For overall sensitivity, Bakas were found to be less sensitive than Nzimes. The Nzimes were better at detecting fructose (sweet) and quinine (bitter) than the Baka participants. Forest environments have been suggested to be poor environments (in terms of food energy levels) to survive in without agriculture, so the Baka Pygmies cannot afford to be “picky” about their food in their rainforest environment which is why their taste sensitivity is less overall compared to the Nzime farmers. 1

“Farmer groups like Nzimes, have been more specialized in their food consumption, and in this case, being sensitive to taste might help them to identify spoiled food. An alternative explanation is related to the fact that farming communities are hosts for a multitude of infectious diseases that hunter-gathering communities typically are not immune to [which can explain why Nzimes are more sensitive to bitter taste than the Bakas].1 

When looking at the genomic level, Sjöstrand et al. found that Bakas were enriched with the gene TAS2R42 which is an orphan bitter taste receptor known to overexpress in phantogeusia (a spontaneous metallic, bitter, and salty taste in the mouth). Bakas being less sensitive than Nzimes to quinine (bitter taste) might be linked to this orphan bitter taste receptor.  

Kazakh and Tajik of Uzbekistan in Central Asia. 

For the Kazakh nomad herders and Tajik farmers, the study found no difference in the overall sensitivity but learned that the Kazakhs were significantly better at detecting salt while the Tajiks were better at detecting fructose (sweet). The Kazakh nomad herders are known to have a diet with a higher concentration of salt, as salt is used as a conservative for meat and dairy products.  

When looking at their genes, the team found that the SCNN1B gene was enriched in the Tajik farmers. This gene codes for a beta-subunit of the receptor for salt reception, suggesting that there was an evolutionary change in the ability to perceive salt for lower sensitivity in the Tajik farmers.  

The gene that reflects the difference in fructose (sweet taste) perception is TAS1R2 which codes for a subunit of the heterodimeric receptor for sweet taste.  

“Central Asia is the cradle of several fruit tree domestication events which is likely to have changed the agriculturally based diet of the Tajiks more than the herder diet of the Kazakhs.” 1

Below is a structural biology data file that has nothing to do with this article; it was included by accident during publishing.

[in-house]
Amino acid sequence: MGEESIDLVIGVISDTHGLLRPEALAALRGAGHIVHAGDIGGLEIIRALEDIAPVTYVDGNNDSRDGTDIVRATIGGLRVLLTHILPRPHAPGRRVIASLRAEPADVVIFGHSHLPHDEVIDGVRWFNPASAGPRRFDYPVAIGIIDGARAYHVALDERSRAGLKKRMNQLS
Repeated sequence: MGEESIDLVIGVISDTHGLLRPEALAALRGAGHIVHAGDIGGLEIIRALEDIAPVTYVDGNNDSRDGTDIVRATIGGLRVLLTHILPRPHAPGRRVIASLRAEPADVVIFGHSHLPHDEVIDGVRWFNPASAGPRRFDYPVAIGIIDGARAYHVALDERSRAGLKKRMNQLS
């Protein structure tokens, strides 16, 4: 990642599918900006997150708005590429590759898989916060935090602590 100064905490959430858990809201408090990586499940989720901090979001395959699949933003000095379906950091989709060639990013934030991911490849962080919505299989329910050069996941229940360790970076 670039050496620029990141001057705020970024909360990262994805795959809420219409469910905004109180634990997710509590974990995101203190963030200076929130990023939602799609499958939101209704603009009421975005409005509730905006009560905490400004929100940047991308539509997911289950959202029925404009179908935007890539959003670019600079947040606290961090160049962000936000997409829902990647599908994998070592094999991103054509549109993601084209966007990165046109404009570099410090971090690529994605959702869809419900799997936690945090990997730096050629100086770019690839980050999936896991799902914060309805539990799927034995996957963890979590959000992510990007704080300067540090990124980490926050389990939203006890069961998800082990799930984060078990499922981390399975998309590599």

Two other notable genes found were GRM7 and RTP4. GRM7 codes for a receptor involved in conditioned taste aversions (a strong dislike of specific food or foods). RtP4 regulates bitter perception, and both these genes are enriched in Kazakh nomad herders, suggesting that there was an evolutionary change in the Kazakh’s bitter taste perception 

The genetic basis of taste perception shaped by lifestyles. 

Human lifestyles have adapted over thousands of years to new environments, from the lifestyle of a hunter-gatherer to the rise of agriculture, these adaptations and varying lifestyles have created genetic changes in the signaling of taste perceptionSjöstrand et aldemonstrated that even the differing lifestyles of neighbouring populations in the same rainforest climate such as the Bakas and the Nzime can cause a genetic change in your taste perception receptors. As well as the lifestyles of nomad herders in the mountains and farmers in the valley can also cause genetic changes to taste.  

You can access the full publication to learn more, here: Taste perception and lifestyle: insights from phenotype and genome data among Africans and Asians

If you would like to learn more about collecting DNA from saliva or have any questions, you can email us at or click the picture below to request a free trial of Oragene•DNA collection kits to try.  

Request free trial kits of any DNA Genotek saliva kit


1. Sjöstrand, A.E., Sjödin, P., Hegay, T. et al. Taste perception and lifestyle: insights from phenotype and genome data among Africans and Asians. Eur J Hum Genet 29, 325–337 (2021).